The sustaining environments hypothesis theorizes that the lasting effects of PreK programs are contingent on the quality of the subsequent learning environment in early elementary school. The current study tests this theory by leveraging data from students (N = 462) who did and did not enroll in the Boston Public Schools (BPS) prekindergarten (PreK) program as well as features of their kindergarten instruction measured at the child- and classroom-levels using surveys and observations. Taken together, findings revealed limited evidence for the sustaining environments hypothesis. The bulk of the results were null, indicating that in general, associations between enrollment in BPS PreK and language, literacy, and math skills through the spring of kindergarten did not vary by kindergarten instructional experiences. When examining distinct types of instructional experiences, there were some inklings that child-level observational measures of kindergarten learning experiences—particularly those capturing constrained versus unconstrained instruction—were more predictive of PreK persistence than observed global classroom quality measures or survey-based measures of advanced instruction. However, these associations were not always specific to outcomes matching the content delivered during this instruction (math vs. literacy), consistent with the possibility of either cross-domain effects or that instructional variables are proxies for more general instructional practices. Findings for future research and theory are discussed. (author abstract)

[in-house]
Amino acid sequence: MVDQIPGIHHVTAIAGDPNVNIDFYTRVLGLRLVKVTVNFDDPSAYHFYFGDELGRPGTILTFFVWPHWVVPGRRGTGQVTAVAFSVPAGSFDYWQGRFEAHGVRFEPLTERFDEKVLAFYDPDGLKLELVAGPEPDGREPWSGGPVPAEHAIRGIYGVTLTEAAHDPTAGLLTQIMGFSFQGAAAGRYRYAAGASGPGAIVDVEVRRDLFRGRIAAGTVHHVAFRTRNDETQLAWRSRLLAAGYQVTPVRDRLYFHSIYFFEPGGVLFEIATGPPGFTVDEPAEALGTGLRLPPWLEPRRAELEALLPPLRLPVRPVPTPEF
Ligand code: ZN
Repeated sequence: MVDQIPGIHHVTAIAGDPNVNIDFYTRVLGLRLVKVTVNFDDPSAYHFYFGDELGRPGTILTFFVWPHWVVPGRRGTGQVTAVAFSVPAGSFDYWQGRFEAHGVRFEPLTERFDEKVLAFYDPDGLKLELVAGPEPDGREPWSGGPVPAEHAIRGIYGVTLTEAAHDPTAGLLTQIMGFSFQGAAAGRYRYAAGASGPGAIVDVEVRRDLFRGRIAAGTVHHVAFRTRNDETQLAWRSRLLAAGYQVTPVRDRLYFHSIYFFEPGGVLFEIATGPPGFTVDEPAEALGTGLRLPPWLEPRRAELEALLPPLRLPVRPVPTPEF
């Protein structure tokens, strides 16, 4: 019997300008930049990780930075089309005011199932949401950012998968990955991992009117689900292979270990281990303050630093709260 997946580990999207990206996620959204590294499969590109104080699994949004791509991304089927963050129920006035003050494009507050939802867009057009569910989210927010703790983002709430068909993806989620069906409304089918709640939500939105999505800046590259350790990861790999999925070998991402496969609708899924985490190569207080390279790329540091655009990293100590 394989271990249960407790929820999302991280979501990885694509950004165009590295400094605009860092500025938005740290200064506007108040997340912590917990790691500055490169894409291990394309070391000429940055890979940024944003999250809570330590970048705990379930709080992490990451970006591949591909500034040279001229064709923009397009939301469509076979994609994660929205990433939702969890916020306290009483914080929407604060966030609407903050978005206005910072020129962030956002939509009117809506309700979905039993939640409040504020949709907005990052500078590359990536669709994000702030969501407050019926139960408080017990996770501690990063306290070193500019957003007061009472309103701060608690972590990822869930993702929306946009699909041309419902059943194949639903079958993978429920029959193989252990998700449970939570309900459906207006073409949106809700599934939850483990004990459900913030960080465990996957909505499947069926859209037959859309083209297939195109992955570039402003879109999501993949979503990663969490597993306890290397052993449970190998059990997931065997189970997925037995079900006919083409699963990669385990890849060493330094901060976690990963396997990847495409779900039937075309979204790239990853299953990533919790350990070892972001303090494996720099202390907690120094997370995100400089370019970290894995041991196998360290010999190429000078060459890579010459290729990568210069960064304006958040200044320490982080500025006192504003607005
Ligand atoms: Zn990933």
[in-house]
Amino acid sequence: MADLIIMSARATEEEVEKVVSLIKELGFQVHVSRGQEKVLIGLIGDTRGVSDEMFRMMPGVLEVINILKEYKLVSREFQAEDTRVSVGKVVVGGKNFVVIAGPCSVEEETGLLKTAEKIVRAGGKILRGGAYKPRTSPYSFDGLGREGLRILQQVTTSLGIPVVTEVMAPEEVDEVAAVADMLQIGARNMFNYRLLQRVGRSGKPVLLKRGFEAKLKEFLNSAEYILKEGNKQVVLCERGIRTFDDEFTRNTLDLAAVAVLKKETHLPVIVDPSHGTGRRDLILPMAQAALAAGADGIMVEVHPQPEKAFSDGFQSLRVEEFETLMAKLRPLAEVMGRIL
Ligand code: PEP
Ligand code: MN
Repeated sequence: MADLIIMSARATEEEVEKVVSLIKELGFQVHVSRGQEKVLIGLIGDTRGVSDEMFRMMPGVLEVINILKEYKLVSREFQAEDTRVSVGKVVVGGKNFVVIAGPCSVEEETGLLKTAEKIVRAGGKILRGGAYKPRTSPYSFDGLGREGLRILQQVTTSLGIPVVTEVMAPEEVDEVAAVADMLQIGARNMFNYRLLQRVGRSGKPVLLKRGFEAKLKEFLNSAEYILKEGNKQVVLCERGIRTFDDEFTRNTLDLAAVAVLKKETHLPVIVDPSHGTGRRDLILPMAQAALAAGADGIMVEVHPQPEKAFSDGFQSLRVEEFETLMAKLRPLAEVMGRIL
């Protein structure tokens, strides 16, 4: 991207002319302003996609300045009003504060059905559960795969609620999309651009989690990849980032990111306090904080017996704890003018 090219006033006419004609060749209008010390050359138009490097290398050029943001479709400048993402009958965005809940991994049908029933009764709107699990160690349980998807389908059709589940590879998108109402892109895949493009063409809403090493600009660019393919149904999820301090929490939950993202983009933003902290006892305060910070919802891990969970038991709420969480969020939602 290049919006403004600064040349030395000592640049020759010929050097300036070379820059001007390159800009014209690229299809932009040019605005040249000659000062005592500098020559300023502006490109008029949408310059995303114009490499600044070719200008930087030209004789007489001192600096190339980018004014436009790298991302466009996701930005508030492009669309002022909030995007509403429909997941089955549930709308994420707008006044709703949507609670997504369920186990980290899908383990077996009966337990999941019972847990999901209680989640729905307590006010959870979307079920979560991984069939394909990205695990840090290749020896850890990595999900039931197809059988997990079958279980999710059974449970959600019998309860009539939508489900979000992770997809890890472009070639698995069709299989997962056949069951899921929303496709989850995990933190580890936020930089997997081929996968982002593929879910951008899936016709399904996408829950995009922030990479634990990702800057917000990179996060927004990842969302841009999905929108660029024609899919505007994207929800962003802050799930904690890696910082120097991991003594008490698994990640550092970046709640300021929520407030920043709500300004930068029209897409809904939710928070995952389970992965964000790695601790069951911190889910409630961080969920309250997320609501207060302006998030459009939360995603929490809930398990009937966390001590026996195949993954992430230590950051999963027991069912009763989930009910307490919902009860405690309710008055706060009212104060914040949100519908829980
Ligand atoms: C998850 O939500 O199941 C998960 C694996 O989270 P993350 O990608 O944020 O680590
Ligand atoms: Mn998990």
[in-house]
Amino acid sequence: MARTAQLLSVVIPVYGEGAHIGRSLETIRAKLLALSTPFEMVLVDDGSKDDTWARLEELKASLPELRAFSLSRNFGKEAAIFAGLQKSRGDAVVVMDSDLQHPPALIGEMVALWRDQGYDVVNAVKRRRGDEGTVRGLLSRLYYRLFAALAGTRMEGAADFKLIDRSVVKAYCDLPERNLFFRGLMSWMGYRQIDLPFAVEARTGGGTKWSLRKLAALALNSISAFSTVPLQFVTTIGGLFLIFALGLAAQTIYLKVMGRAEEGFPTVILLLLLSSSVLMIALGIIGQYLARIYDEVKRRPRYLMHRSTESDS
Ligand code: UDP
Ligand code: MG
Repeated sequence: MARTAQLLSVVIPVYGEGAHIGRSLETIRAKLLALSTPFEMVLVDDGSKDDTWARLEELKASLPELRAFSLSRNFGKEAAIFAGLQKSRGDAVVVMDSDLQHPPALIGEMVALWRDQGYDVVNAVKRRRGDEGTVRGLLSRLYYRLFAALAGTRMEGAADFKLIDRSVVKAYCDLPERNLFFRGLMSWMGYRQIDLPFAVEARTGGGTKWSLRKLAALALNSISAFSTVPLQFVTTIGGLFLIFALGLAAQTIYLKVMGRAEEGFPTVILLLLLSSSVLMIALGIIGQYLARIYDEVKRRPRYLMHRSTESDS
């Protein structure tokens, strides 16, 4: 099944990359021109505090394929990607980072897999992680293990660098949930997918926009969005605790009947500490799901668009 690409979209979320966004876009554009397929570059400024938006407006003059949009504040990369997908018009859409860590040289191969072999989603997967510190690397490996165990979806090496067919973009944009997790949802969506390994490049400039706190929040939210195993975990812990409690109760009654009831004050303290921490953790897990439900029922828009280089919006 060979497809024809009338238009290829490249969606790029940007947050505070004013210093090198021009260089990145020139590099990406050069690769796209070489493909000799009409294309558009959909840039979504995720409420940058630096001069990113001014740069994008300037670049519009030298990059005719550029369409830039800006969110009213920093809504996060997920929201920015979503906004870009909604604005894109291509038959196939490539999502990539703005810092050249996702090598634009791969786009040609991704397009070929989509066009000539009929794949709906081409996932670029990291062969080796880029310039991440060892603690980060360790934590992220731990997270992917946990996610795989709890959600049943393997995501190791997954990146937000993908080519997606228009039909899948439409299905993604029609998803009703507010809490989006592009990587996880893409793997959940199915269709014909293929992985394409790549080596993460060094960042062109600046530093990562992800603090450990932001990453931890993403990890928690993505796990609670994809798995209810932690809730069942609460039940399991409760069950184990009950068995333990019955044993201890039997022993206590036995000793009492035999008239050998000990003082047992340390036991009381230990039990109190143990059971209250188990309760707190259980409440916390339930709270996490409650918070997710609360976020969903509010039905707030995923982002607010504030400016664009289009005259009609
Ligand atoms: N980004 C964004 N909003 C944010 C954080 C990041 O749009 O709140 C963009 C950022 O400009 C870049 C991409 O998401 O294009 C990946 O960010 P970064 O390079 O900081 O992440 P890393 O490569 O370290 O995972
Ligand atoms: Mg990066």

Does kindergarten instruction matter for sustaining the prekindergarten (PreK) boost? Evidence from individual- and classroom-level survey and observational data
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